We, as contractors, are so into the trees that many times we can't see the forest. We don't want the same thing to happen to us as happened to makers of LP records, 8-track tapes, vacuum tubes, or horses and buggies.
It's imperative that you read outside the industry, go to industry meetings, and speak with people about their opinions. You might even save a technician from being stolen.
I know of several owners who meet regularly with their competition on boards of industry associations. Several have told me that they couldn't steal their competition's best tech and look them in the eye at an association meeting. You might say, "Well, that's business." However, we all are human first.
Get out thereSo, how do you watch the competition? First, commit to spending at least 15 minutes (and preferably 30 minutes) per day reading. Subscribe to industry publications and read them. Then look atBusiness Week, Fortune,or other business publications to learn general business and consumer trends.
Make sure that you also read the local newspapers and magazines. Pay attention to the advertisements that your competition places in the local media. You may get information about pricing, how they are going to market, etc. If you get a direct-mail piece at your home, save it. This is also valuable information as to the marketing tactics of your competition.
Look at websites. Remember that websites are like big Yellow Pages ads. You can get a lot of information about what your competition is saying to prospective customers here.
Go to association meetings and trade shows. At local association meetings you'll see your competition. You'll learn from the speakers as well as the conversations at the breakfast, lunch, or dinner tables. At trade shows, talk with vendors in the booths. Ask them their opinions of what is going on in the industry - everyone has one.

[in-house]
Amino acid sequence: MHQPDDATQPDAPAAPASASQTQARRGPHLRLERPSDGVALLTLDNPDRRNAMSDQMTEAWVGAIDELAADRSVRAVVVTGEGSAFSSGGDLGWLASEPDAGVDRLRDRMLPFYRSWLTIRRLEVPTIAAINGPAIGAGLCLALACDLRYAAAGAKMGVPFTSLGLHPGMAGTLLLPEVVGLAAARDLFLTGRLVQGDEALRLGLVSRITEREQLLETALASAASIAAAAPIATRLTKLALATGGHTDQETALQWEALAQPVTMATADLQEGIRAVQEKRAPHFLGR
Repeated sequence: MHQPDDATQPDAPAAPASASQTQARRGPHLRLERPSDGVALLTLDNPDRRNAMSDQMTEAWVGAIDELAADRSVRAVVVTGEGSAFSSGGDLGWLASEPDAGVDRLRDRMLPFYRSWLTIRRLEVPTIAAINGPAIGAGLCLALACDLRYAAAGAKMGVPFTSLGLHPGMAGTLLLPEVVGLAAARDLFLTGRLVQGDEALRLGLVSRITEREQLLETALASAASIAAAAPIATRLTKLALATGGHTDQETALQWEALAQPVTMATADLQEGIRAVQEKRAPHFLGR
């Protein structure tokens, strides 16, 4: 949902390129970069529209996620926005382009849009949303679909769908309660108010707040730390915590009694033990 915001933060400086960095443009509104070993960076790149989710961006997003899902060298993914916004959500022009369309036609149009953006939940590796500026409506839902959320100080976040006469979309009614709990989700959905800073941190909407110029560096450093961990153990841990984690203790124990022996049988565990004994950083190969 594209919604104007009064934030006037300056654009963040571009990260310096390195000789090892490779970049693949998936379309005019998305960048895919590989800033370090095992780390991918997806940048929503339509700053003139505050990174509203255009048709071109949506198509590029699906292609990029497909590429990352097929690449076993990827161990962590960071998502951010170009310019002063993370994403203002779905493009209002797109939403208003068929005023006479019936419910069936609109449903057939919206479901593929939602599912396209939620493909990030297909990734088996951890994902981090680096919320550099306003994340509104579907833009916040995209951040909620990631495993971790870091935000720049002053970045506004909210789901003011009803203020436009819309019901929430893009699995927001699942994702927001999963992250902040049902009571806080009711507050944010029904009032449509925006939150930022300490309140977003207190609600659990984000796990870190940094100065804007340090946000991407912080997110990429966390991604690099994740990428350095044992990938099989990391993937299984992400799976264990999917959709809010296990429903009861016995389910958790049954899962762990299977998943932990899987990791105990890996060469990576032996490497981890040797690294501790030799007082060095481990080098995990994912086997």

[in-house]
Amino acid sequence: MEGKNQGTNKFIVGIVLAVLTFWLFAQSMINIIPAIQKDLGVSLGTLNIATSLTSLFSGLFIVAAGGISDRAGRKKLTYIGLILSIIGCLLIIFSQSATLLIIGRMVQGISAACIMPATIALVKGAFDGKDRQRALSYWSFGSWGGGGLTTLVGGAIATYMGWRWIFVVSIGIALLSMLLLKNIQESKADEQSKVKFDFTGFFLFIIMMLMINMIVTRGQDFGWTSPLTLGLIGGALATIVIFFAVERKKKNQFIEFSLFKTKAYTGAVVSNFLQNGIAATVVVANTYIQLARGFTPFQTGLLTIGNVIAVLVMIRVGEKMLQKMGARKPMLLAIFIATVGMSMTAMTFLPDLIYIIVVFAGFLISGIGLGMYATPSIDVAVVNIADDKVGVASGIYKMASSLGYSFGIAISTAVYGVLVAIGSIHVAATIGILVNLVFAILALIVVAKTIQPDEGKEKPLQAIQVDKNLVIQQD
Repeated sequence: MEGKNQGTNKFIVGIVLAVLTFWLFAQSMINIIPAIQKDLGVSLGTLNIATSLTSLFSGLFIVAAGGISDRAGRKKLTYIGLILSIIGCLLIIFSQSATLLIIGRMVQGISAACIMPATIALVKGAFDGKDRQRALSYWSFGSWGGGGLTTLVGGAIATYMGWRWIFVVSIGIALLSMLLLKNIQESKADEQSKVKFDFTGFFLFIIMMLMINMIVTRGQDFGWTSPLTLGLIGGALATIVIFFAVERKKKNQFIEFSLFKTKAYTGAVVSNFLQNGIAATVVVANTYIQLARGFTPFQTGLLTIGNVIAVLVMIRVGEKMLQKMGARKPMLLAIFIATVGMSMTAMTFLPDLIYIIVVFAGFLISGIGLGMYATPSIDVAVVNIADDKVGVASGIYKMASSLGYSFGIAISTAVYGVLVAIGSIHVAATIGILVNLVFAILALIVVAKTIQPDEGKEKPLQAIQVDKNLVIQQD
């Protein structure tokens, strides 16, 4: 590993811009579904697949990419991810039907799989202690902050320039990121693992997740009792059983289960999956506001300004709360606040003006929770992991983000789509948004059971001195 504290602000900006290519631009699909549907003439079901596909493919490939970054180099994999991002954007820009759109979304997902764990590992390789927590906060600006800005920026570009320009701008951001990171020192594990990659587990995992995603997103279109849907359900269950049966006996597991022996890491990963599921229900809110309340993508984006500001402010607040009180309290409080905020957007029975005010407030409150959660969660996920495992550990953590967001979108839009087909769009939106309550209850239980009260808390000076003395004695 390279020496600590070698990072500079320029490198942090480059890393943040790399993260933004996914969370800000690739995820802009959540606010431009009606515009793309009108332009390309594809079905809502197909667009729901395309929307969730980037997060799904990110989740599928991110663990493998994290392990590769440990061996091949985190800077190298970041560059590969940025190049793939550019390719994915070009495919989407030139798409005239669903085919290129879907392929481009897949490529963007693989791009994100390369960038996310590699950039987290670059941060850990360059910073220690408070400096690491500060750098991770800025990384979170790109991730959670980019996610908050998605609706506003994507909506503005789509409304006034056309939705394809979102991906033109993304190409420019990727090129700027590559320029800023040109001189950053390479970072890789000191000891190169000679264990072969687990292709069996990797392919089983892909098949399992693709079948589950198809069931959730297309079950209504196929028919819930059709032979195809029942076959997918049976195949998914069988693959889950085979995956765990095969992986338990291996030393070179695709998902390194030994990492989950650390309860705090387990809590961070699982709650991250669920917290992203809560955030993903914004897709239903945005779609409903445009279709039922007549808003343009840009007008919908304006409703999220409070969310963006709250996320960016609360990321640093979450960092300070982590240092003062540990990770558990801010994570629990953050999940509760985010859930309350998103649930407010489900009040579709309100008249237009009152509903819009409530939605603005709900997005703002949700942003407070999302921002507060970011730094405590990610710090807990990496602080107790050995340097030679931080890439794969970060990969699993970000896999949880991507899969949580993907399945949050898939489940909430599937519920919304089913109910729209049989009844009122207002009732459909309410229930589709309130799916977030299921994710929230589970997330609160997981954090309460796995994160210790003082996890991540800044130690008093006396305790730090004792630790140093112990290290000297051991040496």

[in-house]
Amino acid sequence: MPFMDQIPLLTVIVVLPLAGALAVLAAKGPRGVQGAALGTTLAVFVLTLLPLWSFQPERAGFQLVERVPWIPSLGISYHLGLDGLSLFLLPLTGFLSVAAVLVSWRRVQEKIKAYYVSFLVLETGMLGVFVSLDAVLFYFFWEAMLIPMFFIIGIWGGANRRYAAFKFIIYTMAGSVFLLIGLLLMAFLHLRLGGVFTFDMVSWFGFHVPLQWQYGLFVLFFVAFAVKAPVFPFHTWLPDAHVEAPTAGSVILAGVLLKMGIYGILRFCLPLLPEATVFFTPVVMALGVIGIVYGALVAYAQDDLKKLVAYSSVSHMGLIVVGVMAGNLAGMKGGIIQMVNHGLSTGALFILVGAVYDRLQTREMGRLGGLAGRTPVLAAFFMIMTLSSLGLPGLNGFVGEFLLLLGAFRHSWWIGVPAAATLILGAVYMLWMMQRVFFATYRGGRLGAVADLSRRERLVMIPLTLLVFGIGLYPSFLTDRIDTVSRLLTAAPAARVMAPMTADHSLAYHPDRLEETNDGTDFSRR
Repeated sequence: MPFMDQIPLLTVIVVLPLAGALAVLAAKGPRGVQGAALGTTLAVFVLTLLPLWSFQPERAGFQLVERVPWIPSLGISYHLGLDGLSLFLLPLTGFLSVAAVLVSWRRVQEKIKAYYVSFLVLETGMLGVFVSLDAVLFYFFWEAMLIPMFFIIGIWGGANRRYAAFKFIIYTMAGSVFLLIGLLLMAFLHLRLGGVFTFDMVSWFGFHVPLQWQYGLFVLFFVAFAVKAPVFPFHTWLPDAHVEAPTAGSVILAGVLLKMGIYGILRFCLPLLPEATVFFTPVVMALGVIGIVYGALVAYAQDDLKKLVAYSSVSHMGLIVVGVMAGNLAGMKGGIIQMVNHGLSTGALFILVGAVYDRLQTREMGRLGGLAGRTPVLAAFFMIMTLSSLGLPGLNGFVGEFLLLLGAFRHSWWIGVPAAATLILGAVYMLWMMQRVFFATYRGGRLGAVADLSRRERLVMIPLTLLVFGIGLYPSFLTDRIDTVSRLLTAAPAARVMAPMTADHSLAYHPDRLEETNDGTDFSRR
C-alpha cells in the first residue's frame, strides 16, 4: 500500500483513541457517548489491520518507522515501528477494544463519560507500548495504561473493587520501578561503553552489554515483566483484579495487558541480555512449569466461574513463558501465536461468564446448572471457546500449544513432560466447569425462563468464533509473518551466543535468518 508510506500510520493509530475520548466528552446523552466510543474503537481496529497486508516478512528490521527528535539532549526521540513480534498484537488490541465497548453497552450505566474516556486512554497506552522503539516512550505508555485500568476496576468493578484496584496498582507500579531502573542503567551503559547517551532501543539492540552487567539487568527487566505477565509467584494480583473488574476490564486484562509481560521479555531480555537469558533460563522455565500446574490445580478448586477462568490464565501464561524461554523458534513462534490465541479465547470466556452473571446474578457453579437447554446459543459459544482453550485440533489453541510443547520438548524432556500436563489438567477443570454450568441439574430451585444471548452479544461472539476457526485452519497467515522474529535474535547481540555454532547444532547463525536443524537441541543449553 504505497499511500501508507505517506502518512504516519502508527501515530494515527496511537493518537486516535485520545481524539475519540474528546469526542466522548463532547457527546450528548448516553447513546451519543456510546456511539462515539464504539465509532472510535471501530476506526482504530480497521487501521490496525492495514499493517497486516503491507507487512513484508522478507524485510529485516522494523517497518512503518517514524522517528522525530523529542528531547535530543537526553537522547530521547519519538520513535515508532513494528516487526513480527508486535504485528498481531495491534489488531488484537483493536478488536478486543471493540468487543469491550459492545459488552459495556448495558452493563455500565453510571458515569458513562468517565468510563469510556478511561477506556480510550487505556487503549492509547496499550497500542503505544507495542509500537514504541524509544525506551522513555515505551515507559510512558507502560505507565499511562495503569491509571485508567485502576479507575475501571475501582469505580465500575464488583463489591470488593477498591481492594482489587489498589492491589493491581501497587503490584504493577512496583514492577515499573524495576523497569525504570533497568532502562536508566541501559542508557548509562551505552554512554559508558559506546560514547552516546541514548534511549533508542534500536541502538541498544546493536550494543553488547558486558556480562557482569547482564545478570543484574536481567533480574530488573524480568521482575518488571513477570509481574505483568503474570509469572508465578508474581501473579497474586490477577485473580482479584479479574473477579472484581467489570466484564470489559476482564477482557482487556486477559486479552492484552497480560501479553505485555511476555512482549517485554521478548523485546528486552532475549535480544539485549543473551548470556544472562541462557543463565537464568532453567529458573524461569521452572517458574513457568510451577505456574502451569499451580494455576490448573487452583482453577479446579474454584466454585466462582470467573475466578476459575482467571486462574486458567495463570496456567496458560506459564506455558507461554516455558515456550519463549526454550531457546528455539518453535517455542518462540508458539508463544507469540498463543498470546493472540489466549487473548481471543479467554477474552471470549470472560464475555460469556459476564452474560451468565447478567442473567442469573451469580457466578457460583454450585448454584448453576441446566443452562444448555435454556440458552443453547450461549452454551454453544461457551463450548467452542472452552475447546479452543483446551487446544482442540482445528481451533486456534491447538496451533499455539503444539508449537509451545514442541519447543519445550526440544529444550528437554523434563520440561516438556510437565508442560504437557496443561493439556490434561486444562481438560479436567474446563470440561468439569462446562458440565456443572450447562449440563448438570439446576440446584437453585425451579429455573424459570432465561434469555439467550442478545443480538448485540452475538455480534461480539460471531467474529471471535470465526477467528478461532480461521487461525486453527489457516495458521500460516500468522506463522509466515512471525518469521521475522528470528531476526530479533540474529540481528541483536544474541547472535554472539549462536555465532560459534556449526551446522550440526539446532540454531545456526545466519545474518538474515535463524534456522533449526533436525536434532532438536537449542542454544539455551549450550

Look when you drive around. Notice truck names. Notice job signs in residential neighborhoods. Be aware when you drive. You'll find out a lot simply by paying attention.
You charge how much?Price your competition. You can get a general idea of what everyone is charging simply by picking up the telephone and asking. You'll know prices for flat rate, service agreements, etc. If someone calls your company asking for prices, please ask them whether you can schedule a service call.
Of the hundreds of contractors I've called over the years asking for pricing, I've only been asked to schedule a service call once or twice!
Salespeople and owners in some companies ask a friend to call the competition and get a quote for a replacement system or other service. Or, in cases where there has to be a competitive bid, they negotiate a "last look." All of this competitive information helps plan your sales and marketing strategy.
Instruct your dispatcher, receptionist, and customer service representatives to make a note every time a customer or potential customer complains about a competitor and give that note to you or a designated manager. Your employees get a lot of information about your competition just by being on the telephone with customers and prospective customers.
Customers have a choice. The more you know about your competition, the easier that it is to say why your company is different, better, and why they should use you.
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